If you’re one of the many smart bloggers who also build their email lists and deliver a blog newsletter, I bet you put a lot of effort into creating high-quality content.
Often, that valuable content is timeless, but only appears on the most-viewed part of your blog – the homepage – for a short time. Other posts push it off into your homepage and into oblivion.
This is frustrating – after all, other subscribers could benefit from this content, right? Even if they sign up days, weeks, months or years after you first published it?
Fortunately, with a simple email marketing tactic, you can resurrect your content from the depths of your blog and keep it in front of your ever-growing, ever-changing audience.
Turn Your Blog’s Best Content Into an Automated Email Newsletter
There’s no reason to put all that hard work into creating great content, then get just one round of clicks, comments and other actions from it. Why be satisfied with that?
Much of your blog’s content isn’t only relevant at one particular time. And to borrow from an old NBC slogan, if subscribers haven’t seen an old post, it’s new to them.
Get that old content out to them and make it fresh again!
Create an Autoresponder Campaign For Your Blog in 3 Easy Steps
1. Identify Your Best Content
Go through your old blog posts and figure out which ones are the truly high-quality ones that all subscribers need to see, even if they’re years old.
2. Turn Each Post or Group of Posts Into an Email
There are a handful of ways to go about this:
- The fastest, simplest way is to just copy and paste your full post content into an email, style as you see fit (if necessary) and save. No introduction, no conclusion, just the post as a standalone.
I don’t necessarily think this is the best solution for everyone, but it’s far better than doing nothing – and if you’re really too pressed for time to do more than that, then at least do that.
- Copy and paste a compelling excerpt from your article, add a link to read the full post, and then add a brief introduction and conclusion to the email.
I like this method because it encourages clickthroughs, but you may find that including the full post is better.
Either way, including an intro and conclusion is a good idea because it gives you a chance to build context and continuity into the series of emails you’re sending.
- If you have two or more good posts on a topic, write an email that combines the ideas in those posts and links to them in context (this is something you might be doing with blog posts already).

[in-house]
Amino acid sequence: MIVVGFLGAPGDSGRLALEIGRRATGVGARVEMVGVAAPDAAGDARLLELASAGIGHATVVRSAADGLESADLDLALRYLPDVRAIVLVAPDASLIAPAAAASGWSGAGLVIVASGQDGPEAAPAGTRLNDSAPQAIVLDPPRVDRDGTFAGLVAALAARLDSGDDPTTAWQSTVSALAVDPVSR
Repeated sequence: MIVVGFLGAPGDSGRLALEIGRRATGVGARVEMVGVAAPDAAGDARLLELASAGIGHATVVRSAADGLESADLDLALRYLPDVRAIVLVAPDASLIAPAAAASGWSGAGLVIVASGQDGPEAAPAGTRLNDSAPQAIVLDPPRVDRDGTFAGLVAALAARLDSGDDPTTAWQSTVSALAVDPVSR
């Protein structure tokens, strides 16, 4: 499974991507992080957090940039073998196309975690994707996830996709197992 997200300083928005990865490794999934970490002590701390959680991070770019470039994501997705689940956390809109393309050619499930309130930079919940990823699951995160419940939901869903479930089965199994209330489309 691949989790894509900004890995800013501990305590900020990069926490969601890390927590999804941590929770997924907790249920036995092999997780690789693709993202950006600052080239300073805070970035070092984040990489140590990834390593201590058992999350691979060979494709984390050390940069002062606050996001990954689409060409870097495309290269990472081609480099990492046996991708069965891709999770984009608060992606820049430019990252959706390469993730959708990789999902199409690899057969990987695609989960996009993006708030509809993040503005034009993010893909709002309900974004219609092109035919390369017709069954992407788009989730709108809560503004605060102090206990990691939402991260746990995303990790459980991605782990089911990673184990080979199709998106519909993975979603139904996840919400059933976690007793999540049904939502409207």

The more posts you have on a topic, the less you need to write.
In fact, if you have say, 10 posts on a topic, you could write a simple introduction (“a lot of our readers want to learn about ______ because ______, so here are our most useful resources about that”) and then just provide a list of links to those posts.
3. Add Your Emails To Your Follow Up Series
Once you have your emails together, create them as follow up messages.
As you create each one, think about how much time you want to pass between those messages and schedule accordingly.
Remember, new subscribers will also be getting your new posts (right?), so spacing the emails too close together could be overkill, especially if a subscriber gets your new posts and your old posts on the same day.
- One way to get around this: deliver your follow up messages only on a certain day of the week – a day when you don’t send your regular blog newsletter – using Autoresponder Send Windows.
For example, if you normally email your latest post/s to subscribers on Tuesdays, you might tell us to only deliver your follow ups on Fridays.
That way, you could deliver these emails as automated weekly tips without sending subscribers 2 emails on the same day.
As you create more quality posts, you can either continue adding emails to your follow up series or edit your existing ones to work those posts into the emails you’ve already created.
Examples of Email Campaigns That Do This
- Darren Rowse shares how he did this for his site digital-photography-school.com.
- In our recent video interview with Ramit Sethi, he talks about doing this for his site iwillteachyoutoberich.com
- At AWeber, we do this in some of our own email campaigns.
For example, if you join AWeber and subscribe to our customer training series/newsletter, you’ll see some emails that take posts from this blog and rework them into email messages designed to expose you to educational content that you might not have ever seen otherwise.
Do You Revive Your Blog’s “Oldies But Goodies?”
What results have you seen from doing this? Any tips on this for the rest of your fellow readers?